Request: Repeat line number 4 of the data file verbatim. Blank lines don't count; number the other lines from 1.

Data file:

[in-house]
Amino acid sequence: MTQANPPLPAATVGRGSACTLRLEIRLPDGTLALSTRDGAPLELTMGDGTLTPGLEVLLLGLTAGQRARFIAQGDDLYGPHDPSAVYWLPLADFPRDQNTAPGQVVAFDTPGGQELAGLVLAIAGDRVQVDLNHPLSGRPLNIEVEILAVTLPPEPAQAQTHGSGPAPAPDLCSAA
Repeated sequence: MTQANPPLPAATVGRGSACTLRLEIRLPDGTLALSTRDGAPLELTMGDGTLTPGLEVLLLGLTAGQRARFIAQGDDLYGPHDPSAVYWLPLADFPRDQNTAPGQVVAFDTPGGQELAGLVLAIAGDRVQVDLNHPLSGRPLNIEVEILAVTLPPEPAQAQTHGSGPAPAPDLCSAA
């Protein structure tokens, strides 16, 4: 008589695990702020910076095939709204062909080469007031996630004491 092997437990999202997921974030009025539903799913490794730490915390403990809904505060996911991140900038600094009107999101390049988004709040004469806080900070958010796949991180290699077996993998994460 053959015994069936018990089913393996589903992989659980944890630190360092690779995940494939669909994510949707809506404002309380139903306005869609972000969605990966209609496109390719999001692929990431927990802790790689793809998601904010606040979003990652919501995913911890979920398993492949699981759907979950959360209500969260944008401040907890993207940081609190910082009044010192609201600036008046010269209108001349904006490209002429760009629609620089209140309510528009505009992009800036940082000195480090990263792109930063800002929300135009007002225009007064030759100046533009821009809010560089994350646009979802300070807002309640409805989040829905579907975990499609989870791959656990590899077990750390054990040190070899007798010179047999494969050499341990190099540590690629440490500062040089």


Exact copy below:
């Protein structure tokens, strides 16, 4: 008589695990702020910076095939709204062909080469007031996630004491 092997437990999202997921974030009025539903799913490794730490915390403990809904505060996911991140900038600094009107999101390049988004709040004469806080900070958010796949991180290699077996993998994460 053959015994069936018990089913393996589903992989659980944890630190360092690779995940494939669909994510949707809506404002309380139903306005869609972000969605990966209609496109390719999001692929990431927990802790790689793809998601904010606040979003990652919501995913911890979920398993492949699981759907979950959360209500969260944008401040907890993207940081609190910082009044010192609201600036008046010269209108001349904006490209002429760009629609620089209140309510528009505009992009800036940082000195480090990263792109930063800002929300135009007002225009007064030759100046533009821009809010560089994350646009979802300070807002309640409805989040829905579907975990499609989870791959656990590899077990750390054990040190070899007798010179047999494969050499341990190099540590690629440490500062040089």